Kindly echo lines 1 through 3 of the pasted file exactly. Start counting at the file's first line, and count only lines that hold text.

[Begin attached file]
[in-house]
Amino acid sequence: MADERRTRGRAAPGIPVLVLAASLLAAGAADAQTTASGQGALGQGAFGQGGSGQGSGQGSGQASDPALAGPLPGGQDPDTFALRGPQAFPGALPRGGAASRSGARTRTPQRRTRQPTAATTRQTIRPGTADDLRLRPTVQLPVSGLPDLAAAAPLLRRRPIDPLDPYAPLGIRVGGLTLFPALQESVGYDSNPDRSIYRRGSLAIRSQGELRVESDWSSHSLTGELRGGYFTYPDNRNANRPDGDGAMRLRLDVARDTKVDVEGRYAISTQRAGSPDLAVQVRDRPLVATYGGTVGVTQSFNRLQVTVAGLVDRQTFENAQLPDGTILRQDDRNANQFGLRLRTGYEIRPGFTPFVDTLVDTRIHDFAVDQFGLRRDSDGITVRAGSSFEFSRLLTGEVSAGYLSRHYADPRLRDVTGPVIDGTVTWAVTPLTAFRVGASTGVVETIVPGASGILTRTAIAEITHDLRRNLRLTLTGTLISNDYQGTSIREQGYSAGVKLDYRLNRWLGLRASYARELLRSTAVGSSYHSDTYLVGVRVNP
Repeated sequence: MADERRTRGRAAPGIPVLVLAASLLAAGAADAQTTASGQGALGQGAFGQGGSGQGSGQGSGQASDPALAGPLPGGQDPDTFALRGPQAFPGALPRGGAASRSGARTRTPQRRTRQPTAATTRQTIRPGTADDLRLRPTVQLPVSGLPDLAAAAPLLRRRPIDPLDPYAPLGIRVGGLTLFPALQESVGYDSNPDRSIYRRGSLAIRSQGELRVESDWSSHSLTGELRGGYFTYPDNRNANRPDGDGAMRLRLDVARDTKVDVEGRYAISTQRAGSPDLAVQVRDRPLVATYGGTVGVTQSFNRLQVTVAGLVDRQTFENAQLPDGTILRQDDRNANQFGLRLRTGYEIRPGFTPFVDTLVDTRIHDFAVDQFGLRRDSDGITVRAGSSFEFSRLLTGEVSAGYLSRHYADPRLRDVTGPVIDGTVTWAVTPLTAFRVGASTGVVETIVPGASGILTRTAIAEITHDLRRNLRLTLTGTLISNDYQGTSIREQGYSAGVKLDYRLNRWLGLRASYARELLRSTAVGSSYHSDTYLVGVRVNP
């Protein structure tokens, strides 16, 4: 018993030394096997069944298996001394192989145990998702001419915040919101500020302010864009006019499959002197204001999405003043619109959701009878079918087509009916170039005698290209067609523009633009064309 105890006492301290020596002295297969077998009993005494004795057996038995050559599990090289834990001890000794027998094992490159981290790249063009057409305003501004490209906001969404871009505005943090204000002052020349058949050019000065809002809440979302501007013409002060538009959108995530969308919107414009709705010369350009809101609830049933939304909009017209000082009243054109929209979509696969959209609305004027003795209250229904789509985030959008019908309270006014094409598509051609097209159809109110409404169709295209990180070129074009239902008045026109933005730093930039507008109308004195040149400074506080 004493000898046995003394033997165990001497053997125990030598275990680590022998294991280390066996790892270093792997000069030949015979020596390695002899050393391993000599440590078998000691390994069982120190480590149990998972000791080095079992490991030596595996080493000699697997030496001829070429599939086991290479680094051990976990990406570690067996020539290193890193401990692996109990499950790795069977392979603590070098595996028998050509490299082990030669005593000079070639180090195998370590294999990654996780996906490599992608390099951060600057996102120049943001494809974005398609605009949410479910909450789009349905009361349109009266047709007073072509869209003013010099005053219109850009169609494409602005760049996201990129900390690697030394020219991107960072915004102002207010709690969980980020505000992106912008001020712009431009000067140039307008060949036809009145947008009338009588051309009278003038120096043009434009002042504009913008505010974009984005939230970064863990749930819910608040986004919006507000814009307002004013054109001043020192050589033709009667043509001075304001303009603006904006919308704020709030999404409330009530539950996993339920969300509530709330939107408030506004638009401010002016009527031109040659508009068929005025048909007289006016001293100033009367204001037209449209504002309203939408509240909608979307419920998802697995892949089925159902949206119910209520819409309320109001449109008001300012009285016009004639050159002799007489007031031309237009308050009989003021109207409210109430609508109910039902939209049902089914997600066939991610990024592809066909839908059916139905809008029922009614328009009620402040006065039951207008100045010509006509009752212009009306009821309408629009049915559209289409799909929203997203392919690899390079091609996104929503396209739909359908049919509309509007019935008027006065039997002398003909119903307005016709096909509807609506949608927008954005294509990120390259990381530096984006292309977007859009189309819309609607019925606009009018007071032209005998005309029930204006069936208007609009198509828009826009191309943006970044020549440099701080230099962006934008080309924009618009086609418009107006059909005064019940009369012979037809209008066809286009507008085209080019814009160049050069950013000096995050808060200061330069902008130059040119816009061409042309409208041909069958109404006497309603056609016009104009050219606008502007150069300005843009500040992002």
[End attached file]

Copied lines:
[in-house]
Amino acid sequence: MADERRTRGRAAPGIPVLVLAASLLAAGAADAQTTASGQGALGQGAFGQGGSGQGSGQGSGQASDPALAGPLPGGQDPDTFALRGPQAFPGALPRGGAASRSGARTRTPQRRTRQPTAATTRQTIRPGTADDLRLRPTVQLPVSGLPDLAAAAPLLRRRPIDPLDPYAPLGIRVGGLTLFPALQESVGYDSNPDRSIYRRGSLAIRSQGELRVESDWSSHSLTGELRGGYFTYPDNRNANRPDGDGAMRLRLDVARDTKVDVEGRYAISTQRAGSPDLAVQVRDRPLVATYGGTVGVTQSFNRLQVTVAGLVDRQTFENAQLPDGTILRQDDRNANQFGLRLRTGYEIRPGFTPFVDTLVDTRIHDFAVDQFGLRRDSDGITVRAGSSFEFSRLLTGEVSAGYLSRHYADPRLRDVTGPVIDGTVTWAVTPLTAFRVGASTGVVETIVPGASGILTRTAIAEITHDLRRNLRLTLTGTLISNDYQGTSIREQGYSAGVKLDYRLNRWLGLRASYARELLRSTAVGSSYHSDTYLVGVRVNP
Repeated sequence: MADERRTRGRAAPGIPVLVLAASLLAAGAADAQTTASGQGALGQGAFGQGGSGQGSGQGSGQASDPALAGPLPGGQDPDTFALRGPQAFPGALPRGGAASRSGARTRTPQRRTRQPTAATTRQTIRPGTADDLRLRPTVQLPVSGLPDLAAAAPLLRRRPIDPLDPYAPLGIRVGGLTLFPALQESVGYDSNPDRSIYRRGSLAIRSQGELRVESDWSSHSLTGELRGGYFTYPDNRNANRPDGDGAMRLRLDVARDTKVDVEGRYAISTQRAGSPDLAVQVRDRPLVATYGGTVGVTQSFNRLQVTVAGLVDRQTFENAQLPDGTILRQDDRNANQFGLRLRTGYEIRPGFTPFVDTLVDTRIHDFAVDQFGLRRDSDGITVRAGSSFEFSRLLTGEVSAGYLSRHYADPRLRDVTGPVIDGTVTWAVTPLTAFRVGASTGVVETIVPGASGILTRTAIAEITHDLRRNLRLTLTGTLISNDYQGTSIREQGYSAGVKLDYRLNRWLGLRASYARELLRSTAVGSSYHSDTYLVGVRVNP